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(Hazelnut LFIA, the first is a blank and then with stepwise increasing concentrations of hazelnut allergen. You can observe one line for the blank, and two lines for the positive samples, with the intensity of the lines corresponding with the concentration of hazelnut present)

Of course it would not be a blog post without talking about the great travel opportunities here! Just a short drive away is the wonderful country of Germany and the beautiful city of Cologne. Cologne is an impressive city with fantastic gothic architecture, the cathedral is particularly spectacular. As well as wandering through the sculpture garden and the numerous parks, I got to visit the Ludwig Museum which houses a mesmerising collection of art, including pieces by Picasso, and one of my favourite artists, Dalí. I visited Cologne when I was younger, so it was great (now that I am old enough) to get to try out some of the famous Brauhaus’. In these beer houses, as soon as you have finished your drink, a barman comes and refills your glass, keeping a tally on the beer costa. Definitely an easy way to get drunk, especially as German beer tastes so good.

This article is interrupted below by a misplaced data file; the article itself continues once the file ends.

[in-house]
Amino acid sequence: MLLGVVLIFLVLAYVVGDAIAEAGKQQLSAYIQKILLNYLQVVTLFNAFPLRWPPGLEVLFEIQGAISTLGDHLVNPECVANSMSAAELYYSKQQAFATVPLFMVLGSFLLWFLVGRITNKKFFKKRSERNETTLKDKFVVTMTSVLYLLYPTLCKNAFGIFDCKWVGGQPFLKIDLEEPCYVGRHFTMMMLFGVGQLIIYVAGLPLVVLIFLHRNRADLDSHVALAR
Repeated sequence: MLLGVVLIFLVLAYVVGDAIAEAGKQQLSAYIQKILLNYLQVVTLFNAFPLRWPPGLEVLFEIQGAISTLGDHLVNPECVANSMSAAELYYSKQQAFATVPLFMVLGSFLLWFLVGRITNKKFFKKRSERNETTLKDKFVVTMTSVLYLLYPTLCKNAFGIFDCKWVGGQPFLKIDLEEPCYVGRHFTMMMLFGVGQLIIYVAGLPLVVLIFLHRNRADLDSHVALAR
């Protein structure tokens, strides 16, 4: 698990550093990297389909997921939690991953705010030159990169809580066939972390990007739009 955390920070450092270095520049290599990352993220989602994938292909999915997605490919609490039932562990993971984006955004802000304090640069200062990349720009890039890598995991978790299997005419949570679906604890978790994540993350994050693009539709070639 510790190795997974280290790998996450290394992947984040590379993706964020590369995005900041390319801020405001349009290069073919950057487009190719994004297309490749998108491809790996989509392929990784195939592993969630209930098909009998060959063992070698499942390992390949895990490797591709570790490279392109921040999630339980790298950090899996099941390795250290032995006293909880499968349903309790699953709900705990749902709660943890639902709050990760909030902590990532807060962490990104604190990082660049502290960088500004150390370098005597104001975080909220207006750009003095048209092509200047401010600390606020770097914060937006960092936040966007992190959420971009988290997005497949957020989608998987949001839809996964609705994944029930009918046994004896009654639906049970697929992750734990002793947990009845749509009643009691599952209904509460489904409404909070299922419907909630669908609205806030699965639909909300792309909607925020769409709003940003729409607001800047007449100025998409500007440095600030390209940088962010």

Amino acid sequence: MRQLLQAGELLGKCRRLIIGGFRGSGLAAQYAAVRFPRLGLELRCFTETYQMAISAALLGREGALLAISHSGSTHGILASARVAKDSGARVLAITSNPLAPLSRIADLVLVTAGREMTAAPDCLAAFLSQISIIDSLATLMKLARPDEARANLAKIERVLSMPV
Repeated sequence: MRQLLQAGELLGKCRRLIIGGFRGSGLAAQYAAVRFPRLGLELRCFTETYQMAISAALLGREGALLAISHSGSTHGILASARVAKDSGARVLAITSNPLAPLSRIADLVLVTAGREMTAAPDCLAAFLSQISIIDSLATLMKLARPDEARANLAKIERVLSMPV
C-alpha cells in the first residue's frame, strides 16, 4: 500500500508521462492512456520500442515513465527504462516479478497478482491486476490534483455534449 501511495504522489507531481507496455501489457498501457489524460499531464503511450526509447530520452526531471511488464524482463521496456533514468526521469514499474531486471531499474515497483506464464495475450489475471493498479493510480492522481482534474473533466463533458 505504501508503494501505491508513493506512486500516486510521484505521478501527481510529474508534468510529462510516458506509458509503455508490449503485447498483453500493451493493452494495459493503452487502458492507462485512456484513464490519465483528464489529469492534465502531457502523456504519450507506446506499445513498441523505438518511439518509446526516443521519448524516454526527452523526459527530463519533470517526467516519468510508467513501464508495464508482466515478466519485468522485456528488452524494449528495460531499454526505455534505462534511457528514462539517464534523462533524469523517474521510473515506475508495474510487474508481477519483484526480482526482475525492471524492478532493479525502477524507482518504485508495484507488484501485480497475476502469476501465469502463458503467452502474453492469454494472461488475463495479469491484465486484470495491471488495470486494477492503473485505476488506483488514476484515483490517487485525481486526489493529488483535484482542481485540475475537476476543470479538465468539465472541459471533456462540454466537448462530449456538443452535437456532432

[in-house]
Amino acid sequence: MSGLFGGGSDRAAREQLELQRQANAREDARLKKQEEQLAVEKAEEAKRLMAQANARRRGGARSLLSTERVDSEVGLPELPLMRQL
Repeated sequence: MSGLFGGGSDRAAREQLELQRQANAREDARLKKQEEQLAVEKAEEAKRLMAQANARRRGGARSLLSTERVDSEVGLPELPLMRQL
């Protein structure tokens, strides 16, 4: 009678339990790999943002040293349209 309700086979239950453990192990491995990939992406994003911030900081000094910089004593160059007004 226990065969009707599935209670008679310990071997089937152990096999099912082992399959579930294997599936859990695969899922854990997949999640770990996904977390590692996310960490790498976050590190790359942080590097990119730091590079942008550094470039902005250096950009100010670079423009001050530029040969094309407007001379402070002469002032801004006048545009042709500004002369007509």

(Me enjoying a Kölsch, in the sculpture garden and Cologne cathedral at night)

Speaking of beer… visiting Brussels last month was one of the highlights of my year so far. I loved everything about the city, from the cobbled roads (even though we were on scooters, so these cobbles were a bit of a nightmare!), the grand place, the Atomium monument and artwork all around the city. But most of all, I loved the beers. Most bars in Brussels have beer-tasting menus where you can select (very high %) beers to compare the tastes. With so much beer, it makes sense that everyone constantly needs the toilet, and the city is aptly home to three urinating figures, a man (the most famous), a women and a dog.

(Mural in Brussels, me with a 8%+ tasting selection and me in front of the Atomium monument)

I am of course excited for the upcoming summer school to Prague (and to try some Czech beers ha ha). Last year’s summer school was a super for meeting all of the other ESR’s and to find out some juicy information about smartphone based diagnostics. I am eager to learn about a whole new set of skills this year and also to get to explore the city.

Until next time,

Doei